dungeons as monsters

Aaron Griffin’s post Procedural Exploration reminded me how good Planarch Codex is and its procedural method for generating dungeons. I used it a fair bit a few years back; here’s one that I wrote up.

I’m definitely going to consider something like this for my Torchbearer game, should be perfect for exploring the fog.

Saved from G+ meltdown: 12 April 2013

So I used the Dungeon as Monsters method from the Planarch Codex DW supplement to create a warehouse in my Technoir (via Apocalypse World) game. I came up with three dangers, semi-randomly, and it all worked really well.

Madness: dominate choices XXXX
Sewers: befoul and disgorge XXX
Cliff: endanger OOXXX

One of the PCs has a flying surveillance drone “Bessy” that got badly hit by heavy-calibre rounds fired from a holy avenger’s high powered sniper rifle. So Bessy ended up crash landing in a warehouse leaking radioactive fuel.

I started tonight’s session with a couple of PCs scoping out the warehouse that stank of shit. Grey parkoured his arse to a second storey window (Cliff +1, Sewer +1).

Grey found himself on a walkaway above a huge pit dug out the length of the warehouse, 4 or 5 metres below street level, with broken pipes and filled with effluent and seething with worms.  He also spotted Block-Rockers working down there with sledgehammers, in the shit  (Madness +1, Sewer +1, Cliff +1).

Climbing a rope to the third floor, Grey crossed a room full of drugged, sick or exhausted people and has an interesting conversation with a Mind-Blower, who was smoking a peace pipe, about his mission to find the alien spacecraft (Madness +2). O yeah, he got a bucket of live worms in case he got the munchies.

Then Grey climbed the stairs into a room full of tall vats of sugar. He found Bessy wedged in the rafters and a bunch of kids dead beneath, blue-faced on her leaking radioactive fuel (Madness +1, Cliff +1).

Then Grey rolls snake eyes trying to get Bessy down and out of the building, the fire being she’d roll free and landed in the pit, deep in shit.

The sugar came in handy for dropping bags at height on Bessy’s owner when he came in, gunning down Block-Rockers and bossing people around. The proceeding battle got dangerous enough that both PCs backed off and regrouped.

Overall, Dungeons as Monsters worked, the dangers and rolling inspired me and the “dungeon” hung together well.

Advertisements

befogged: dangers of the fog

The Maw. The Abyss. Hell. All names of a hidden valley, smote by the gods, forever shrouded in a corrupting fog, a poisonous wound filled with unplundered treasures and terror, and a haven for those who hunger to flee the world. For a whole society of exiles, criminals, and refugees hide in its murky depths, in safe harbours carved out of the wasteland. Maybe small, overcrowded and filthy, but to you, torchbearer, they’re heaven.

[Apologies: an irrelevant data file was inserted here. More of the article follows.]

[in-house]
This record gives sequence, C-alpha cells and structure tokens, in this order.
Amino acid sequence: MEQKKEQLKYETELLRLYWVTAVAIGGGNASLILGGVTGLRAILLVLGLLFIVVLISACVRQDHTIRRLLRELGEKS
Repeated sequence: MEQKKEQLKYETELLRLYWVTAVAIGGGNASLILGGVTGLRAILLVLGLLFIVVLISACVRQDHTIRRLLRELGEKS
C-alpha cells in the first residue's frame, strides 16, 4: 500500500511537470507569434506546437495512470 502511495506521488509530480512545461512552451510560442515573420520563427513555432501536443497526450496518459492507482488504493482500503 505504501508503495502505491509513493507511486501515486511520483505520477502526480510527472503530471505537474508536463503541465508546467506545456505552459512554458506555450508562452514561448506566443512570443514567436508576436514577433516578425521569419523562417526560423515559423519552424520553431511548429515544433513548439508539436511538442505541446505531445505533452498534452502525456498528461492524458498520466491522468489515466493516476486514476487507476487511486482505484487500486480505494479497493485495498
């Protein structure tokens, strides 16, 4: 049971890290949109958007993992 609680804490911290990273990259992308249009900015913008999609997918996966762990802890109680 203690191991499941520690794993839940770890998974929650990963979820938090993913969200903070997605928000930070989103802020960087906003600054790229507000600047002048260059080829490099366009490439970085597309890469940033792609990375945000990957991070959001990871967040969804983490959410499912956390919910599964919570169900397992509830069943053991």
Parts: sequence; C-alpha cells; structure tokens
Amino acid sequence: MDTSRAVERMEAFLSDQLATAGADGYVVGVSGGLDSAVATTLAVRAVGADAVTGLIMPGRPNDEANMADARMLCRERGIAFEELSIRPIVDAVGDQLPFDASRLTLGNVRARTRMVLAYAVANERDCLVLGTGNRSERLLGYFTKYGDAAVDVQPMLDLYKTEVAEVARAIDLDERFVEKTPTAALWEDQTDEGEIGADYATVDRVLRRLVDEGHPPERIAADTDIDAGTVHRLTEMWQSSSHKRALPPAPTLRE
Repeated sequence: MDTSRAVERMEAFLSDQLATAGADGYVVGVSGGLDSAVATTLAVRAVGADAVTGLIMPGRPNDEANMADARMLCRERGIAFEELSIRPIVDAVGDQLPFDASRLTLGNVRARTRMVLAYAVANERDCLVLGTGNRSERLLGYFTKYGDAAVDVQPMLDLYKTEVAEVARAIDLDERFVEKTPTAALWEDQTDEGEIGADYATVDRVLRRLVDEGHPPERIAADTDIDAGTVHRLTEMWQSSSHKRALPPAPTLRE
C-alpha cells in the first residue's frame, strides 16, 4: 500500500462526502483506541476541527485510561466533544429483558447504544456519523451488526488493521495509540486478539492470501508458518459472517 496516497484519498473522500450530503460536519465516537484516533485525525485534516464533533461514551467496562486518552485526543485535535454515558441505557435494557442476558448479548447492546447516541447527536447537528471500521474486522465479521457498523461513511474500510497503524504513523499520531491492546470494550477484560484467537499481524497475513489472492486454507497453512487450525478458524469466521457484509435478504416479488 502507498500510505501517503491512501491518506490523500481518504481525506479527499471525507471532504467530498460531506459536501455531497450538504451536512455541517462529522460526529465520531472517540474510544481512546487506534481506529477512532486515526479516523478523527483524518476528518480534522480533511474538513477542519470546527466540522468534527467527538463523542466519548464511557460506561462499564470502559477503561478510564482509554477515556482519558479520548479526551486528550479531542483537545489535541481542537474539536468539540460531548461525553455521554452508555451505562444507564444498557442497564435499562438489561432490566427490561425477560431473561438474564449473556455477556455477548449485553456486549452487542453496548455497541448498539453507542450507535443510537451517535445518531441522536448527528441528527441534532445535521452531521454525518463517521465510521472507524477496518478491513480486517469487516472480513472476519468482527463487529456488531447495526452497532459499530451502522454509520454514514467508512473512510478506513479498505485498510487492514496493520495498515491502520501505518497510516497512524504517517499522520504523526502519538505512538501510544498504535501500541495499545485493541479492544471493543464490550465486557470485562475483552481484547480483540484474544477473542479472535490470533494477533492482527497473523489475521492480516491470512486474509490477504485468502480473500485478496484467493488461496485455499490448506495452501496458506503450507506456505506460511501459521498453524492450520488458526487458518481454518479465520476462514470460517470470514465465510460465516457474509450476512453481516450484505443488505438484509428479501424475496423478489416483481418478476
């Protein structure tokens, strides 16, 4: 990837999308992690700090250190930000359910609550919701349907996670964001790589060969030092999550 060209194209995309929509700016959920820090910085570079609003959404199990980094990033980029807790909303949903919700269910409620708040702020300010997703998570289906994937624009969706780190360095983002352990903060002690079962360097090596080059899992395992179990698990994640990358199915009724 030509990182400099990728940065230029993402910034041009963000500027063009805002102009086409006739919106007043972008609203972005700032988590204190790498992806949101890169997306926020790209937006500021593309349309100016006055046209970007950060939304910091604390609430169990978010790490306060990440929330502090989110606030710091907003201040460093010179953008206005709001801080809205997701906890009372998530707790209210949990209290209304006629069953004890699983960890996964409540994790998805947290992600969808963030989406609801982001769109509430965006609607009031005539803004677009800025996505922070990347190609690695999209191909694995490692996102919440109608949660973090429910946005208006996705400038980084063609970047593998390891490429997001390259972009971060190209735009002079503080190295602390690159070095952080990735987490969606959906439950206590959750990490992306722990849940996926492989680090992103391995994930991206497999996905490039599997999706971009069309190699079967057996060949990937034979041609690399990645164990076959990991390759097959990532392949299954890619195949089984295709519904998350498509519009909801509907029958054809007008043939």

Torchbearer campaign: Abyssal flames

Most outsiders consider the Abyss an uninhabitable ruin, a void. Yet people live in the Abyss, some precisely because the world avoids it.

I thought Torchbearer would be good for adventures in this region because it’s focused on exploring and surviving hostile environments. And I’m interested in discovering how the fog creates a different space of play in Torchbearer.

This is a design post where I’m working through my ideas. Comments are welcome.  

history

The ancient ruins of a city lie hidden deep beneath this fog. Legends say the city once shone atop these mountains, its towers a jewel at the highest peaks. Then the city was smitten, the very ground beneath plunged to where it now lies, surrounded by sheer stone walls and sealed off from the world. The ancient ruin is eternally choked with a monstrous fog, hiding terrors and treasures alike.

who lives there

I think of the fogbound as like Belters from the Expanse:

  • surrounded and connected by an uncaring void (space=fog)
  • finding safety and a home in something cobbled together (spacecraft=settlement)
  • obsessively checking their equipment and life support systems because those who don’t die.

This means that the town phase in Torchbearer would be where people have built defences against the fog: vaults, buildings, caverns and the passages between. Most of these settlements will be cramped and crowded. Resources would be limited, even the air you breath has to be paid for.